Did you ever feel like giving up on your lawn and paving the whole thing? Of course you have, but let’s face it, it’s not practical. Your neighbors would probably tar and feather you. Not only that, but you wouldn’t be really happy even if they didn’t. Your yard would look like a desert and feel like one too. Besides, the idea is to plant more trees, shrubs and turf to improve our environments.
If you fertilized and mowed your lawn properly, you may still have some trouble spots. Those areas that are too shady or too heavily trafficked need to be handled in some other way than turf.
Shady spots might be ideal for a small terrace, a paved area where you can sit and enjoy the cool location. If this is not practical in your landscape, then shade-loving ground covers or shrubs might be utilized. When it comes to heavy traffic areas, a good solution is a walkway. Walks are as much a part of a garden as are grass, shrubs and trees. But, as with the rest of the garden, walks should be carefully designed. They also must be practical.
As a general rule, a walk should go somewhere. It should serve a purpose. A walk from the sidewalk to the front door is an example of a walk with a purpose. However, the purpose is not served in a practical way if the walk is designed to follow an “s” curve throughout the lawn. On the other hand, if the walk is made to curve about a group of trees or to go round a clump of shrubbery, then the design serves a purpose.
A walk to the front door, from the kitchen door to the garbage can, or a walk around the house as part of a service entrance are all examples of walks that have a useful purpose.
But landscape architects sometimes design walks that are useful in another way. One practice is to run a walk about the border of the lawn, separating the grass from the shrubbery along the lot line. In one corner, the walk may bulge out into patio size for chairs and perhaps an outdoor barbecue.
The walk may serve as a mowing strip or limit the borders of the plant beds. It may provide a comfortable way to stroll through the garden to enjoy plants from a close-up viewpoint. If there are small children, it may even provide a safe tricycle or skateboard run. In some cases, the walk may end up going nowhere but give a sense of depth to a small garden.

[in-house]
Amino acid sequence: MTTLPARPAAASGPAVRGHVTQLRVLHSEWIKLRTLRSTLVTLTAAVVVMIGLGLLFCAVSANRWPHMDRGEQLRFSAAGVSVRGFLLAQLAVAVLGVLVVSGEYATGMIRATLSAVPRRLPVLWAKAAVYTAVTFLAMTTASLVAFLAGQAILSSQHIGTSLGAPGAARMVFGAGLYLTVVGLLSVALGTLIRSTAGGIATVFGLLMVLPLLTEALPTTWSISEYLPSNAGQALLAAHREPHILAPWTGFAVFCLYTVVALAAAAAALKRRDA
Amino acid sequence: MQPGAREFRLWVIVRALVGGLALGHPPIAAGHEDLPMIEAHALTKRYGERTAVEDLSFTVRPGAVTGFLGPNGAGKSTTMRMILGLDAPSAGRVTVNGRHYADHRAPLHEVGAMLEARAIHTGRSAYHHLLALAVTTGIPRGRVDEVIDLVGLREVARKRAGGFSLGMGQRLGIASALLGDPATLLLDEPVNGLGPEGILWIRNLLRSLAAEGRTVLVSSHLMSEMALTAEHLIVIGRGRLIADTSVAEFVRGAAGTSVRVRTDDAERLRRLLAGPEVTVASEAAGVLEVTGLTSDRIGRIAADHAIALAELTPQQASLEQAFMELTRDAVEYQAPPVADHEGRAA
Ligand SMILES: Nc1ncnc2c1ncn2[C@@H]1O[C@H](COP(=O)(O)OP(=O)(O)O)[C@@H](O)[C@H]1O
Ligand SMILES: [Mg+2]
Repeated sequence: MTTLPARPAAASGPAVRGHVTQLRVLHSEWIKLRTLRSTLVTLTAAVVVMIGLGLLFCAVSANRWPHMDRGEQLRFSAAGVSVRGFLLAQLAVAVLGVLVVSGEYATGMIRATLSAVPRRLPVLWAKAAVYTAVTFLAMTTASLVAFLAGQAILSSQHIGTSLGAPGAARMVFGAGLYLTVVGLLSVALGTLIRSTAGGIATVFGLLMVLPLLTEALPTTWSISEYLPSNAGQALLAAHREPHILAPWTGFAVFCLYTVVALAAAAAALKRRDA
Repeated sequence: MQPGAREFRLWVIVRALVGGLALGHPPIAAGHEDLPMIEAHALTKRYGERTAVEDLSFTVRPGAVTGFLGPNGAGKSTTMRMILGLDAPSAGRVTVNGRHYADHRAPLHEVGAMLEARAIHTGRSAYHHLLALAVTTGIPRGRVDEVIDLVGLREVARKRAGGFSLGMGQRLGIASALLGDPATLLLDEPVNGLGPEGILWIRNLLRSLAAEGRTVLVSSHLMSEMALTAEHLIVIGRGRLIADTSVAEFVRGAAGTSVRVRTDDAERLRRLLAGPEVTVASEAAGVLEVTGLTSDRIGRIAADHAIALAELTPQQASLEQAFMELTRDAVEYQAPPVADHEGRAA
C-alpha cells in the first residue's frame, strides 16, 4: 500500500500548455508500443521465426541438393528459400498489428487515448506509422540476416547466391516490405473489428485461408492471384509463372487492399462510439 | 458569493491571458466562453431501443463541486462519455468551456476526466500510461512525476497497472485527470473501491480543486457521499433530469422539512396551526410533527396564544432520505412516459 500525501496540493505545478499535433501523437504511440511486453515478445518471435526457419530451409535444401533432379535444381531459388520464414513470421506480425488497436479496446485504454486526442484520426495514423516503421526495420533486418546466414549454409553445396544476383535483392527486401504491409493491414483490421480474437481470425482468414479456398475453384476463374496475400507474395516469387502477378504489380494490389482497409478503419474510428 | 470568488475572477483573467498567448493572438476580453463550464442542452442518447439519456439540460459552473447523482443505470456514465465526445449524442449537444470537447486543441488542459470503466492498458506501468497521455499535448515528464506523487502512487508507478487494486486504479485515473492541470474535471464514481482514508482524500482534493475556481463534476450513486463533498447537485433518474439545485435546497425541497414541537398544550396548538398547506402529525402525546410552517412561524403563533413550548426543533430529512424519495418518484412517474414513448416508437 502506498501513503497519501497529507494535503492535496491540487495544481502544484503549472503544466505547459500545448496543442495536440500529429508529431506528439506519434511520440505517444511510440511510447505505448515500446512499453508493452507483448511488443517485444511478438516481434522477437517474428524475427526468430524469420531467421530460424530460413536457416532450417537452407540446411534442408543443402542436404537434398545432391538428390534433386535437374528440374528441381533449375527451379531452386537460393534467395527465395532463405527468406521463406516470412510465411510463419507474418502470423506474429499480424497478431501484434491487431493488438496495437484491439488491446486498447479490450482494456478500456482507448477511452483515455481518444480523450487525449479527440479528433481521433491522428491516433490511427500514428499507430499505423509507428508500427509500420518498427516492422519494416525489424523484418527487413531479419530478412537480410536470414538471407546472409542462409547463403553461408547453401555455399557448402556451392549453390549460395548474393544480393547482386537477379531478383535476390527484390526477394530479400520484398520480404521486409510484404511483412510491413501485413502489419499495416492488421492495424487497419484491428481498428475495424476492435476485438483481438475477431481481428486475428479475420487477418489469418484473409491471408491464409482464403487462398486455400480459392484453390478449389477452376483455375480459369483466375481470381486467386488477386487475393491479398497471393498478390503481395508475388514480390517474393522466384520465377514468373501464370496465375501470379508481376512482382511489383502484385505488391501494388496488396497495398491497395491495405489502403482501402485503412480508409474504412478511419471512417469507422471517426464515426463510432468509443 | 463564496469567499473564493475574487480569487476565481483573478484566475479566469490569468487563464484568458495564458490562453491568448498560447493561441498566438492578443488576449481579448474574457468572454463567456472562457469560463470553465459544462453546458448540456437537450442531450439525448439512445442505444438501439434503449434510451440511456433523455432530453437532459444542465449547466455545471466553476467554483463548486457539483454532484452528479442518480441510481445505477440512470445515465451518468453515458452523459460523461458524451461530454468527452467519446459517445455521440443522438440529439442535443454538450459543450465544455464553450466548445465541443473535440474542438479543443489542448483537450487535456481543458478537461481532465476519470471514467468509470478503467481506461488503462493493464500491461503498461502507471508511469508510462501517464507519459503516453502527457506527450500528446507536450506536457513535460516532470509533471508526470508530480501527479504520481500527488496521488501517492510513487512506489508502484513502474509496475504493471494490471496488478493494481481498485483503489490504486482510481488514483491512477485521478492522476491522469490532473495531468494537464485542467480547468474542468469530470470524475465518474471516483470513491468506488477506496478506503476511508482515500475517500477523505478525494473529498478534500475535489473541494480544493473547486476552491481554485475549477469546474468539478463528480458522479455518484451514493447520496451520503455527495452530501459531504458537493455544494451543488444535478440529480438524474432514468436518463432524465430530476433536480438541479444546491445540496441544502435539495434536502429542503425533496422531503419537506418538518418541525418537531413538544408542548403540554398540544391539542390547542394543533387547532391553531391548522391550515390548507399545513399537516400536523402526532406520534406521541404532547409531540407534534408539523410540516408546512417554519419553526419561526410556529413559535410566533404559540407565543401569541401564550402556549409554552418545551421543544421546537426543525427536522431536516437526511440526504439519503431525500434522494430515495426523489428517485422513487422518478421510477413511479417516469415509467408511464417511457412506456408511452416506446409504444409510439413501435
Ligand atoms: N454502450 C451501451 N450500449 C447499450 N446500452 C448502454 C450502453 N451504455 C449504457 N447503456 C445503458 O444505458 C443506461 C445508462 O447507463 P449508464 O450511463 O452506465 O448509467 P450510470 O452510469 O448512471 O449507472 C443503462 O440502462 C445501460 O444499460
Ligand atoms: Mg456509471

When we speak of paved walks, drives or patios, materials that usually comes to mind are stone, concrete and other pavers of various materials. They are durable and extremely versatile. Concrete comes in many textures and colors and may be designed in many ways. For example, large stepping stone, 16 by 16 or 20 by 20 inches, often can be used very effectively for making walks. Zoysia grass may be grown between them, or the grass that is used for planting the lawn. This discourages unwanted skate boarders!
Leveling the ground where stepping stones are to be placed is very important, but if the area is filled with large roots, the stones soon will be tipped one way or another by the expanding roots. Individual stones can be pried up and the roots cut off. But this cannot be done so easily if the stepping stones are connected by asphalt, gravel or concrete.
For leveling, one of the best materials is fine sand or cinder. Level, pack, moisten, let dry, and pack again. Then place the stones.
The design of walks should be thought out carefully and sketches should be made before any work is done. Planning done well in advance will save labor, excessive costs, and above all disappointment.
Don’t overlook the many other materials that are available here in Hawaii. Brick is attractive and versatile but somewhat more expensive than textured concrete. Asphalt can be used and is cheap but not as durable. Pine bark, macadamia nut shells and other organic materials are used for a very rustic effect but it must be replaced to compensate for breakdown. Natural lava stone may be used if you can find the right shapes and sizes. For some really exciting ideas on the subject, some excellent books are available at local garden shops and book stores.
This information is supplied by the University of Hawaii College of Tropical Agriculture and Human Resources. For further information, contact the office near you.